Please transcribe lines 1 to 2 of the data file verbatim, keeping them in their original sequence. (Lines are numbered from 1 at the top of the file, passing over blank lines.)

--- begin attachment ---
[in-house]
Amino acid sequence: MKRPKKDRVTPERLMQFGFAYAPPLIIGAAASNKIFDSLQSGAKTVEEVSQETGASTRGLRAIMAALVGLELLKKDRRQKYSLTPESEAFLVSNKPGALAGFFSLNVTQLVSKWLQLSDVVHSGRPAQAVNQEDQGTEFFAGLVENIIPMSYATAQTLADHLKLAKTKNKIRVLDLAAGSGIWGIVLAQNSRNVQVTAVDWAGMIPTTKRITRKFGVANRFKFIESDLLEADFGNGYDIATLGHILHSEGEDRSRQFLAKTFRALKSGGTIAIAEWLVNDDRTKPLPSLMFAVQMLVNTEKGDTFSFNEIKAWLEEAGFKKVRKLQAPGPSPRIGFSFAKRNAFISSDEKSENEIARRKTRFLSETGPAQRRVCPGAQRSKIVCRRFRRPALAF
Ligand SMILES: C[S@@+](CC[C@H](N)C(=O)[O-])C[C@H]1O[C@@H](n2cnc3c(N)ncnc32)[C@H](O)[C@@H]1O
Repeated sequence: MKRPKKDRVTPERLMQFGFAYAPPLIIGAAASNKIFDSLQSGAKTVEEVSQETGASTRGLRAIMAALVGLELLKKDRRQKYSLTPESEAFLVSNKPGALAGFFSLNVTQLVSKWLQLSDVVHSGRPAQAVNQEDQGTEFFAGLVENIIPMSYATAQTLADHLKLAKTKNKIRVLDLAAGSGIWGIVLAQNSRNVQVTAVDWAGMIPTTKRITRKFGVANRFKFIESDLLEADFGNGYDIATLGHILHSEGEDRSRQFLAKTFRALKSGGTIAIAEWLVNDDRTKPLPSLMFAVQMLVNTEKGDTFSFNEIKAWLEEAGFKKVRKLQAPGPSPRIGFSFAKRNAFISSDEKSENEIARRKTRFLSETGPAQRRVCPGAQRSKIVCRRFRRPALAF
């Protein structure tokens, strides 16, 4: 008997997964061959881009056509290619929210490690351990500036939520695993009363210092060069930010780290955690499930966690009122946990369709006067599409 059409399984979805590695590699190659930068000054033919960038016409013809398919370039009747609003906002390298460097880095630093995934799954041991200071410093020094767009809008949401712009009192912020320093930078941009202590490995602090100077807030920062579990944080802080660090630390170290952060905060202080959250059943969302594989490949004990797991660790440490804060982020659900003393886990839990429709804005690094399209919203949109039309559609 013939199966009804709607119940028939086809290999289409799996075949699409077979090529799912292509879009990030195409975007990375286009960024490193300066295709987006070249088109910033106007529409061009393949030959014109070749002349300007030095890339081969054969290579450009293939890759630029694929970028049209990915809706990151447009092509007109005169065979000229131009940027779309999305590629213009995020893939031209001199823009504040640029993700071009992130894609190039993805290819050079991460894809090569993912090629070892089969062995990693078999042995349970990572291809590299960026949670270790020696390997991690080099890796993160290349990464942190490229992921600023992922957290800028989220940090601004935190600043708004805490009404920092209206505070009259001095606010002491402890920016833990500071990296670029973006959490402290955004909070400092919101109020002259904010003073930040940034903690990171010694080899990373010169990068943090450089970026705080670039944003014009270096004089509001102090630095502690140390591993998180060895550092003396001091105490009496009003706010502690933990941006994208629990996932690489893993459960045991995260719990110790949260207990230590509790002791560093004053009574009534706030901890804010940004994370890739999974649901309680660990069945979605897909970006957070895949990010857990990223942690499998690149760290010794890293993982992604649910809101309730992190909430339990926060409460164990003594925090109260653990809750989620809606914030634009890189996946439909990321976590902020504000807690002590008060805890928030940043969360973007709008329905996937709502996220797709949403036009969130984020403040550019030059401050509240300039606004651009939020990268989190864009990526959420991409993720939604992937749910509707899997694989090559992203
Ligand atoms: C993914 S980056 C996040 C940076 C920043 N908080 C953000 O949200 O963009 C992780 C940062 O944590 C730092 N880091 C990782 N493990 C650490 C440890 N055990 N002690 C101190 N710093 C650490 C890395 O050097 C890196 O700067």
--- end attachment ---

[in-house]
Amino acid sequence: MKRPKKDRVTPERLMQFGFAYAPPLIIGAAASNKIFDSLQSGAKTVEEVSQETGASTRGLRAIMAALVGLELLKKDRRQKYSLTPESEAFLVSNKPGALAGFFSLNVTQLVSKWLQLSDVVHSGRPAQAVNQEDQGTEFFAGLVENIIPMSYATAQTLADHLKLAKTKNKIRVLDLAAGSGIWGIVLAQNSRNVQVTAVDWAGMIPTTKRITRKFGVANRFKFIESDLLEADFGNGYDIATLGHILHSEGEDRSRQFLAKTFRALKSGGTIAIAEWLVNDDRTKPLPSLMFAVQMLVNTEKGDTFSFNEIKAWLEEAGFKKVRKLQAPGPSPRIGFSFAKRNAFISSDEKSENEIARRKTRFLSETGPAQRRVCPGAQRSKIVCRRFRRPALAF